Sunday, April 3, 2022

The Deep

 I've been wanting to read The Deep for awhile now, but finally sat down to read it a few nights ago.  It tells the story of a mermaid (Yetu) who, as the historian, holds all the memories of her people, of their trauma and how they came to be. While she is gifted, she is also extremely sensitive, and the memories are literally killing her. So when the time comes, as it does every year, to let her people remember, she decides to run and save herself, rather than take the memories back at the end of the ritual (and so die).  While she slowly regains herself and her sense of self away from the memories, she becomes increasingly aware that the memories are killing the rest of her people, and so needs to decide whether to live or to save them all.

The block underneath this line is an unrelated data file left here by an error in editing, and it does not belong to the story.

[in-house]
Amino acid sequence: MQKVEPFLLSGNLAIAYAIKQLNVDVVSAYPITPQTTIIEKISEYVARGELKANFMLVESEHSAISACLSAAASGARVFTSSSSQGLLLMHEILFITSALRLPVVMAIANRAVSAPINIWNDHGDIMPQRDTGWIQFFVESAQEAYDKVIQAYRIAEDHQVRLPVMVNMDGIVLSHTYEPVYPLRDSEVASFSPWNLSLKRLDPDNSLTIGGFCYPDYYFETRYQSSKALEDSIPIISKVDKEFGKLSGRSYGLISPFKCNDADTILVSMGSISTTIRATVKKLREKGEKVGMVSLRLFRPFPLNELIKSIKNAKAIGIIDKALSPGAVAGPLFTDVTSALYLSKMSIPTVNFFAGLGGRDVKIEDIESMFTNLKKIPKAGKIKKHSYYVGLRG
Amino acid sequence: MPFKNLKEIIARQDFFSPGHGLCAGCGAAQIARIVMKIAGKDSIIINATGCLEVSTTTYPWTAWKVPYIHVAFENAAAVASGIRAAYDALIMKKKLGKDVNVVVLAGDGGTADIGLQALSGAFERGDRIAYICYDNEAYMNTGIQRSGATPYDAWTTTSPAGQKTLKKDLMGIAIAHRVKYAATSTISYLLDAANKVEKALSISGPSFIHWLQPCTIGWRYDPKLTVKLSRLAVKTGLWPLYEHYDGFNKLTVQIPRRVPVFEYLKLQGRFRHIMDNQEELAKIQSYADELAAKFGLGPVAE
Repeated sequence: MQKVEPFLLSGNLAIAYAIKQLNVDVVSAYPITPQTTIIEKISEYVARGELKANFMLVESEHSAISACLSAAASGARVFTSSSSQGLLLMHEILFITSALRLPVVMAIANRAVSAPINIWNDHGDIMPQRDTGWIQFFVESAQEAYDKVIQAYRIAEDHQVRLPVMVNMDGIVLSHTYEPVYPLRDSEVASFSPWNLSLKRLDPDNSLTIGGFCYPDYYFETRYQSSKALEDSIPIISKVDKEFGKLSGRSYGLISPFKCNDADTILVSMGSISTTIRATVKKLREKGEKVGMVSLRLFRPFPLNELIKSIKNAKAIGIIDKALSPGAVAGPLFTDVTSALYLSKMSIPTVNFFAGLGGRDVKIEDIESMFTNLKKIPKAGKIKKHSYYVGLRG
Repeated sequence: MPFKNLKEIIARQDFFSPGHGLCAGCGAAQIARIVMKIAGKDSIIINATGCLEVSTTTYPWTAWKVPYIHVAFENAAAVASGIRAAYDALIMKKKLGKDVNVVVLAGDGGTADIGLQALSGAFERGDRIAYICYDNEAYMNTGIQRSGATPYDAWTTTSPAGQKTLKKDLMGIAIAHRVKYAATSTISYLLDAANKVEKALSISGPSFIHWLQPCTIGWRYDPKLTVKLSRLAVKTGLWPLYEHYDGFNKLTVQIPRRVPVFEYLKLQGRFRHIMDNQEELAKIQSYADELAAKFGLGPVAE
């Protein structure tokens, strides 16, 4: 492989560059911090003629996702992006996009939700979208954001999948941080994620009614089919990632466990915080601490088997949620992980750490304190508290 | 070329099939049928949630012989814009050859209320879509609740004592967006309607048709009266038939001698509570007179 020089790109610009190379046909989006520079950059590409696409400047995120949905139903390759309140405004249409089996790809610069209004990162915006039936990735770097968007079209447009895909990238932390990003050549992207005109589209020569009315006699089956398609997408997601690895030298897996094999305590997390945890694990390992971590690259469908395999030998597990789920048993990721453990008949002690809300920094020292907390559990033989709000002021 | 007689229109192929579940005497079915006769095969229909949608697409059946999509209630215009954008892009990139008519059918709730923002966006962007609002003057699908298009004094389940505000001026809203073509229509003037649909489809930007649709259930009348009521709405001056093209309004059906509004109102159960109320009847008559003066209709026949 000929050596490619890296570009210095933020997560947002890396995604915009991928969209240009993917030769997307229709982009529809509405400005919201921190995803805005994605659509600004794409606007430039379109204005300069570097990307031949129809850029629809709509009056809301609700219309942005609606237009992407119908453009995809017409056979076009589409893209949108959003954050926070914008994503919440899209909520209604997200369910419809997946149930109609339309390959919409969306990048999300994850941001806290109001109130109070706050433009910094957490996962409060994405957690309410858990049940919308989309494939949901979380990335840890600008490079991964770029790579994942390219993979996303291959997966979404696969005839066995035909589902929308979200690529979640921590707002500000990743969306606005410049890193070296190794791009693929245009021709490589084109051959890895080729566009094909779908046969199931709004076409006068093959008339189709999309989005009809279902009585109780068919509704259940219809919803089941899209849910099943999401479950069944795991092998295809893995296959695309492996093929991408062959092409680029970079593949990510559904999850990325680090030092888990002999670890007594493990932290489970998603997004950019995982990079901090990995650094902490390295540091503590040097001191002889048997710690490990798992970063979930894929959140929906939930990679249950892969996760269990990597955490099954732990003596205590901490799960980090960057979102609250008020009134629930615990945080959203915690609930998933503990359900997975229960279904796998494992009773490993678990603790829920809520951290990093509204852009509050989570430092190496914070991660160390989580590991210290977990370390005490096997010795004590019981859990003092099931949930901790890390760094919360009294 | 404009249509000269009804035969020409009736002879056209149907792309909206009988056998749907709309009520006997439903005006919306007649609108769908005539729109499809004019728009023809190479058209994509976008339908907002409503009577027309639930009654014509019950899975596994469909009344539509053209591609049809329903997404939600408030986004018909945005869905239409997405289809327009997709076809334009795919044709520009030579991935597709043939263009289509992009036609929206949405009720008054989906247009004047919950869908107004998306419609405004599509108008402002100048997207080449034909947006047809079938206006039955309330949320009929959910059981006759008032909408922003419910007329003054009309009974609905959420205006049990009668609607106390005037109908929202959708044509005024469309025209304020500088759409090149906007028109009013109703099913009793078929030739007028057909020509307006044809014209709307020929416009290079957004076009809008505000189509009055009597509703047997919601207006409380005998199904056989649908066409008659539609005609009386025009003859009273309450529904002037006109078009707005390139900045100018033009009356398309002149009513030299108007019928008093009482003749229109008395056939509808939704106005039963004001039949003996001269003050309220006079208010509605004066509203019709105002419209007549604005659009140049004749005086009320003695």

I really enjoyed The Deep.  I loved the worldbuilding around where the merpeople came from (they are descended from pregnant African slaves who were thrown overboard - the idea is that in the womb, babies are not breathing air, so what if they were born of the sea and never needed to breathe air? A very interesting narrative that has roots in songs - this article talks a bit about it, as well as the idea that people would like a memorial along the Atlantic trade routes, which is definitely deserved considering how many people died along them)  And the idea of holding all the trauma from generations of your people (and it wasn't just the trauma, it was their actual memories) was really interesting - as historian, Yetu wasn't really living, she was living the lives and trauma of all the people who came before her.  

Definitely check it out if you have the chance (and are okay with reading fantasy)!

No comments: